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Great ape genome variation now and then: current diversity and genomic relics of extinct primates

Project description

Genomic variation in great apes

To understand the processes of genomic variation, we need to determine the genomes of ancient species and track changes during evolution. The EU-funded ApeGenomeDiversity project is focussing on great ape diversity, and using ancient samples, it aims to obtain a direct view of the genomes of extinct populations. Comparison with samples from modern day apes will allow scientists to understand the origins and dynamics of genomic variants and how they contribute to the genomic landscape of living species. Most importantly, the project will provide insight into the history of our closest ancestors and the functional significance of specific introgression events in evolution.


In our quest to fully understand the processes that shape the genomic variation of species, describing variation of the past is a fundamental objective. However, the origins and the extent of great ape variation, the genomic description of extinct primate species and the genomic footprints of introgression events all remain unknown. Even today, and in contraposition to human evolutionary biology, the almost null presence of ancient great ape samples has precluded a comprehensive exploration of such diversity.

Here, I present two approaches that will expose great ape diversity throughout time and will allow me to compare the genomic impact of introgression events across lineages. First, I would like to take advantage of ancient ape samples that will provide us with a direct view of the genomes of extinct populations. Second, I would like to exploit current and recent diversity to indirectly access the parts of extinct ape genomes that became hybridized with current species in the past. For the latter, we will analyse hundreds of non-invasive samples taken from present-day great apes as well as historical specimens. Altogether, this information will enable me to decipher novel genomes that until now have been lost in time. In this way, I will be able to properly understand the origins and dynamics of genomic variants and to study how admixture has contributed to today´s adaptive landscape.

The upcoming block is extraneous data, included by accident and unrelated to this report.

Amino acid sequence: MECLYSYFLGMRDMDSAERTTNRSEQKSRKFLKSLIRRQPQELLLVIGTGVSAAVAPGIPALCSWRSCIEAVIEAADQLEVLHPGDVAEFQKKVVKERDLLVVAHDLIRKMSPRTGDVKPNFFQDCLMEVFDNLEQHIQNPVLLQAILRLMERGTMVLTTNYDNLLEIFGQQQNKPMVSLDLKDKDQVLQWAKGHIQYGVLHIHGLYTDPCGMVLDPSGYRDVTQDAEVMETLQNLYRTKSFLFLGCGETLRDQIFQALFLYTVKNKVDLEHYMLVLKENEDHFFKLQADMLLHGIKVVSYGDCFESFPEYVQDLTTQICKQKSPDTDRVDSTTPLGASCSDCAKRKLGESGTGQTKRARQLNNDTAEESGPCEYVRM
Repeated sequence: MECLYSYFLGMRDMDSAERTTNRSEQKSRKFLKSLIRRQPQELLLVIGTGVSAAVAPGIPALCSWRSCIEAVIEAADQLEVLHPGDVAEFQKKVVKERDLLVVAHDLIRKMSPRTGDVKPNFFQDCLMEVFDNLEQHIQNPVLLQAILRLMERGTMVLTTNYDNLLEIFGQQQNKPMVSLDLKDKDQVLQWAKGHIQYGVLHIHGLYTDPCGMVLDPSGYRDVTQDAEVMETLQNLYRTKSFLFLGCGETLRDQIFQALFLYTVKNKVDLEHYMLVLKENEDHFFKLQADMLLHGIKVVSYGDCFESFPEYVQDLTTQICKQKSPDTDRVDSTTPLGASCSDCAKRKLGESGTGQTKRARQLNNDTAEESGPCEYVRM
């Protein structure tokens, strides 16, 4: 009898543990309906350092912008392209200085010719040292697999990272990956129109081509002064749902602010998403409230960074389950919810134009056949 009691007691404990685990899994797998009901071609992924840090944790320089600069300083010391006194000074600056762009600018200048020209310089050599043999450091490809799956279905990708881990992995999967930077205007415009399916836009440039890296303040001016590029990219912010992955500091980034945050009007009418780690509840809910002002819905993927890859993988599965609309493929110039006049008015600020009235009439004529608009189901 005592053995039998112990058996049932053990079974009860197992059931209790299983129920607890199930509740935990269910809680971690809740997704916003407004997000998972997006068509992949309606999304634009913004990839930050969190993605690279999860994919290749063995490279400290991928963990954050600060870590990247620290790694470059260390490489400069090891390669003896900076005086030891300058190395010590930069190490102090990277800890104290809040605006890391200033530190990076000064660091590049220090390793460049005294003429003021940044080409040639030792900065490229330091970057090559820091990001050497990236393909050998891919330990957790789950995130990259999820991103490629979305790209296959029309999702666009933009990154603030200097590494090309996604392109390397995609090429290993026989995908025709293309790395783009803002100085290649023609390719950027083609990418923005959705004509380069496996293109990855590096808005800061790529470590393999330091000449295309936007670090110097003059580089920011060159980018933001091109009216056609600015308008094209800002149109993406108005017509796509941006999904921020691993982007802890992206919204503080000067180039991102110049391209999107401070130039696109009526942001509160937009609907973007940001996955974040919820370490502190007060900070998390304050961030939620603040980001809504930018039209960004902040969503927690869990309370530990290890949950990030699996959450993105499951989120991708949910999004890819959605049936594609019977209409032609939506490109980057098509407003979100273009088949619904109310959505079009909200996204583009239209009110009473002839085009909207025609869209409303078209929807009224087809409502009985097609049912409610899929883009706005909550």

By completing this proposal and performing analogies to the human lineage, fundamental insights will be revealed about (i) the spatial-temporal history of our closest species and (ii) the functional consequences of introgressed events. On top of that, these results will help to annotate functional consequences of novel mutations in the human genome. In so doing, a fundamental insight will be provided into the evolutionary history of these regions and into human mutations with multiple repercussions in the understanding of evolution and human biology.



Net EU contribution
€ 1 896 875,00
Placa de la merce, 10-12
08002 Barcelona

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Este Cataluña Barcelona
Activity type
Higher or Secondary Education Establishments
Other funding
€ 0,00

Beneficiaries (1)